Given their breakthrough and Big Pharma status as well as the use of two approved drugs, FDA approval may well prove to be something of a formality. And the Chinese have been clear that they want new drugs for liver cancer, where lethal disease rates are particularly high.
Researchers at their big biotech sub, Genentech, say that the combo beat Bayer’s Nexavar on both progression-free survival as well as overall survival — the first advance in this field in more than a decade. We won’t get the breakdown in months of life gained, but it’s a big win for Roche, which has lagged far, far behind Keytruda and Opdivo, the dominant PD-1s that have captured the bulk of the checkpoint market so far.
Researchers recruited hepatocellular carcinoma — the most common form of liver cancer — patients for the IMbrave150 study who weren’t eligible for surgery ahead of any systemic treatment of the disease.
Roche has a fairly low bar to beat, with modest survival benefit for Nexavar, approved for this indication 12 years ago. But they also plan to offer a combo therapy that could have significantly less toxicity, offering patients a much easier treatment regimen.
Cowen’s Steven Scala recently sized up the importance of IMbrave150, noting:

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UP­DAT­ED: Clay Sie­gall’s $614M wa­ger on tu­ca­tinib pays off with solid­ly pos­i­tive piv­otal da­ta and a date with the FDA

Back at the beginning of 2018, Clay Siegall snagged a cancer drug called tucatinib with a $614 million cash deal to buy Cascadian. It paid off today with a solid set of mid-stage data for HER2 positive breast cancer that will in turn serve as the pivotal win Siegall needs to seek an accelerated approval in the push for a new triplet therapy.

And if all the cards keep falling in its favor, they’ll move from 1 drug on the market to 3 in 2020, which is shaping up as a landmark year as Seattle Genetics prepares for its 23rd anniversary on July 15.

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David Liu, Liu Group

David Liu un­veils newest ad­vance­ment in CRISPR tech: Prime edit­ing

The researcher behind base-editing is out with what some scientists are hailing as the biggest advancement in CRISPR technology since that 2016 breakthrough: “prime editing.” The new molecular gadget is capable of erasing any base pair and stenciling in another and cutting or adding long segments of DNA without breaking both strands of the helix.

David Liu, base editing pioneer and founder of Beam Therapeutics, published the findings in Nature alongside Andrew Anzalone. They estimated that the breakthrough “in principle” puts 89% of human diseases in purview — although experts cautioned that human therapies were a long way off.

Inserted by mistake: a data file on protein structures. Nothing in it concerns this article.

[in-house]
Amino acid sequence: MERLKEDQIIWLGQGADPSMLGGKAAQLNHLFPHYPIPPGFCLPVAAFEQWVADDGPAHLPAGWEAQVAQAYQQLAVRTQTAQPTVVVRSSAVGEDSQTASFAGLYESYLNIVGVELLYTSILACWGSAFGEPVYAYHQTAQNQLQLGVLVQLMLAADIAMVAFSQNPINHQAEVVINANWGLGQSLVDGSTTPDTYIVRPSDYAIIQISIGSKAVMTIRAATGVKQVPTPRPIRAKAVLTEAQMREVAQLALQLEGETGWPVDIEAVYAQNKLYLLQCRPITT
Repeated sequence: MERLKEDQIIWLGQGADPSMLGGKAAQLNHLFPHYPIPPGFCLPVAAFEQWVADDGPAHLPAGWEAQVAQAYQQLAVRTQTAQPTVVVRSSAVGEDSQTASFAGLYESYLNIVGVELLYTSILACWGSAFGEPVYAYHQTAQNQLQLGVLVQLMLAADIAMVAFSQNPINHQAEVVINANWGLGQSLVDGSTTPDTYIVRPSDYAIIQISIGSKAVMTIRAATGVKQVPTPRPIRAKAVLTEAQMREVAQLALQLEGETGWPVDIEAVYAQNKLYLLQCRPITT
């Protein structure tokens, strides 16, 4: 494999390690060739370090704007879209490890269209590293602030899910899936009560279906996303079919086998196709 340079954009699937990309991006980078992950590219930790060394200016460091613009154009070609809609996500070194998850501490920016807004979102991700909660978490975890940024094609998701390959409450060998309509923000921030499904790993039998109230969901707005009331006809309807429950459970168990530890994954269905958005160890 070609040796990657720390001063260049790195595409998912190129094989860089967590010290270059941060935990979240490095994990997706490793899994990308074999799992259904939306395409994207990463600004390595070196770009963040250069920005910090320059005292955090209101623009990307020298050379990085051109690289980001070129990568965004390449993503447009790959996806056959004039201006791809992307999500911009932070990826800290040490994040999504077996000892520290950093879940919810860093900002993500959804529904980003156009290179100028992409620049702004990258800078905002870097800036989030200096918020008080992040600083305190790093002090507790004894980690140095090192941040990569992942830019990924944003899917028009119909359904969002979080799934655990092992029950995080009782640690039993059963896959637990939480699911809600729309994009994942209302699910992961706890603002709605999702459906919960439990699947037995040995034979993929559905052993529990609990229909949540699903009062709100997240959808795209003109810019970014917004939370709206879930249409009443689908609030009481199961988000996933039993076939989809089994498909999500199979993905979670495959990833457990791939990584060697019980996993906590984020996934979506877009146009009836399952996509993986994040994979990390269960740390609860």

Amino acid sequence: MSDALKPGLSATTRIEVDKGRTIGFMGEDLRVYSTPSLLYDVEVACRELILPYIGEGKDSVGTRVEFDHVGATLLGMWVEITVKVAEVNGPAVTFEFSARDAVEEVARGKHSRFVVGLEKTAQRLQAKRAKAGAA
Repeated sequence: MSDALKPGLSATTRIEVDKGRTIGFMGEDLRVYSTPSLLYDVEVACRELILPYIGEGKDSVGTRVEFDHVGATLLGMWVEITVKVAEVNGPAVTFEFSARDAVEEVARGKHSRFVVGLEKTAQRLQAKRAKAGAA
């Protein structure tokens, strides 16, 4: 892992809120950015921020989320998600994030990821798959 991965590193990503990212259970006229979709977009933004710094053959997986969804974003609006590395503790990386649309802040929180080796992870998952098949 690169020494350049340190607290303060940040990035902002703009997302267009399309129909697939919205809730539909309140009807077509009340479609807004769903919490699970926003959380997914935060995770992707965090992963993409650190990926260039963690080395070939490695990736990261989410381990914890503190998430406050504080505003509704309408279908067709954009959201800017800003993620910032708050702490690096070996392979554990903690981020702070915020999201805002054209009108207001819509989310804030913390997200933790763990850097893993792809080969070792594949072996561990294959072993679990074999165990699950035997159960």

Bhaskar Chaudhuri. Frazier Healthcare Partners

Fra­zier Health­care Part­ner­s' der­ma­tol­ogy up­start at­tracts a mar­quee syn­di­cate, $94M+ for 'in-be­tween' top­i­cal drug

For the past three years Frazier Healthcare Partners’ Bhaskar Chaudhuri has been carefully and quietly grooming Arcutis Therapeutics, a new dermatology play he co-founded to deliver topical formulations of well-known drugs. Now that the biotech is poised to enter Phase III, he’s being joined by a marquee syndicate for its $94.5 million Series C.

HBM Healthcare Investments, Vivo Capital, BlackRock, Omega Funds, Pivotal BioVentures, and Goldman Sachs jumped on board, joining Bain Capital Life Sciences, OrbiMed and RA Capital Management in backing Arcutis’ lead topical cream for plaque psoriasis.

A new com­pa­ny en­ters the Tec­fidera fight, of­fer­ing to kill two birds

The remedy for the most common side effect for one of the most common multiple sclerosis drugs is simple: aspirin.

Taking aspirin with Biogen’s Tecfidera will reduce the flush, a sometimes painful form of red skin irritation, many patients experiences. The problem is that the aspirin has to be taken at least 30 minutes before Tecfidera, turning a simple twice-a-day, one-dose oral drug into a staggered two-drug regimen.

UP­DAT­ED: Bris­tol-My­ers makes Op­di­vo pitch for front­line lung can­cer with open la­bel PhI­II study

Despite a head start, when Bristol-Myers Squibb and its pioneering checkpoint inhibitor Opdivo suffered a key lung cancer setback in 2016, they found themselves relegated to the backseat as Merck’s Keytruda seized the wheel on the road to immunotherapy stardom. Bristol-Myers has since suffered blow after blow in its quest to take a big slice of the lucrative market, peppered with some small successes. On Tuesday, the New Jersey drugmaker touted positive data from a Phase III open-label study in a bid to carve itself a piece of the frontline lung cancer market.